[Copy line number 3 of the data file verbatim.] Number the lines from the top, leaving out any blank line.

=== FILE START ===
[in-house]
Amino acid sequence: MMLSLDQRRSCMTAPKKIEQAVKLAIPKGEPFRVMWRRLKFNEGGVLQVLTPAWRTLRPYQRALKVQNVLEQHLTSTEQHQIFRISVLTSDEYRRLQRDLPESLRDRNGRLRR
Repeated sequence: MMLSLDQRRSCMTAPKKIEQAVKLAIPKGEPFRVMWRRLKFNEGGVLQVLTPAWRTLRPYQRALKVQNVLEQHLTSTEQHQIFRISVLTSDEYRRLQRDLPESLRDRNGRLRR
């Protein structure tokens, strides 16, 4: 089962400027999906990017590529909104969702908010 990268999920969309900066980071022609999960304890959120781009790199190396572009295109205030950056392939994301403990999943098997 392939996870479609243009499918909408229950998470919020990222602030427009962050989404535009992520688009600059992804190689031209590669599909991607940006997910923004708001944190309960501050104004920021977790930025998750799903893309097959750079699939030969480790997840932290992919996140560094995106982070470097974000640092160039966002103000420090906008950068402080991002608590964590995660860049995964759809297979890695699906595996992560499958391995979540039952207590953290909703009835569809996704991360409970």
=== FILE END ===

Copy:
Repeated sequence: MMLSLDQRRSCMTAPKKIEQAVKLAIPKGEPFRVMWRRLKFNEGGVLQVLTPAWRTLRPYQRALKVQNVLEQHLTSTEQHQIFRISVLTSDEYRRLQRDLPESLRDRNGRLRR